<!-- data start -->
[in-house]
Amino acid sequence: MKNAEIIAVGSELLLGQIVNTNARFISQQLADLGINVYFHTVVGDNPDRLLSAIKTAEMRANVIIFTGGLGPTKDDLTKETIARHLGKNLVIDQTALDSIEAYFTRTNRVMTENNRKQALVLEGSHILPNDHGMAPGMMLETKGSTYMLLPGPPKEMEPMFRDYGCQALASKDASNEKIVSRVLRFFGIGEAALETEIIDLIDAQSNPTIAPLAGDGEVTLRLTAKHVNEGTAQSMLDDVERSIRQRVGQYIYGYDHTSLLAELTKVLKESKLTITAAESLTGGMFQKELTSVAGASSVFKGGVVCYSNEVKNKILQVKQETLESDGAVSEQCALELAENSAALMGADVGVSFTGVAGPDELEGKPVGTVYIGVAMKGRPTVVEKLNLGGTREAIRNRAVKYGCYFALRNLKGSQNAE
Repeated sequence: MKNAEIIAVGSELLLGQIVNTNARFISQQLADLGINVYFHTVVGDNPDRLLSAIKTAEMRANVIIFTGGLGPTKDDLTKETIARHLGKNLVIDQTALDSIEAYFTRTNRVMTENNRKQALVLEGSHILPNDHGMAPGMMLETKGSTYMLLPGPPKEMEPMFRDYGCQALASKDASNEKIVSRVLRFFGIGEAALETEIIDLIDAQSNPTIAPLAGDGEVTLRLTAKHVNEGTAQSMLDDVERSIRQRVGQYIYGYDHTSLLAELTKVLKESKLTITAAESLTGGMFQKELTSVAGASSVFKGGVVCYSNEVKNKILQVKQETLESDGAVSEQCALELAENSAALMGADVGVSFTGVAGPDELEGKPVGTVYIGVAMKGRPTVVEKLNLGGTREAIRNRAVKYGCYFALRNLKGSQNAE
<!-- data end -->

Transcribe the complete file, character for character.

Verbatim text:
[in-house]
Amino acid sequence: MKNAEIIAVGSELLLGQIVNTNARFISQQLADLGINVYFHTVVGDNPDRLLSAIKTAEMRANVIIFTGGLGPTKDDLTKETIARHLGKNLVIDQTALDSIEAYFTRTNRVMTENNRKQALVLEGSHILPNDHGMAPGMMLETKGSTYMLLPGPPKEMEPMFRDYGCQALASKDASNEKIVSRVLRFFGIGEAALETEIIDLIDAQSNPTIAPLAGDGEVTLRLTAKHVNEGTAQSMLDDVERSIRQRVGQYIYGYDHTSLLAELTKVLKESKLTITAAESLTGGMFQKELTSVAGASSVFKGGVVCYSNEVKNKILQVKQETLESDGAVSEQCALELAENSAALMGADVGVSFTGVAGPDELEGKPVGTVYIGVAMKGRPTVVEKLNLGGTREAIRNRAVKYGCYFALRNLKGSQNAE
Repeated sequence: MKNAEIIAVGSELLLGQIVNTNARFISQQLADLGINVYFHTVVGDNPDRLLSAIKTAEMRANVIIFTGGLGPTKDDLTKETIARHLGKNLVIDQTALDSIEAYFTRTNRVMTENNRKQALVLEGSHILPNDHGMAPGMMLETKGSTYMLLPGPPKEMEPMFRDYGCQALASKDASNEKIVSRVLRFFGIGEAALETEIIDLIDAQSNPTIAPLAGDGEVTLRLTAKHVNEGTAQSMLDDVERSIRQRVGQYIYGYDHTSLLAELTKVLKESKLTITAAESLTGGMFQKELTSVAGASSVFKGGVVCYSNEVKNKILQVKQETLESDGAVSEQCALELAENSAALMGADVGVSFTGVAGPDELEGKPVGTVYIGVAMKGRPTVVEKLNLGGTREAIRNRAVKYGCYFALRNLKGSQNAE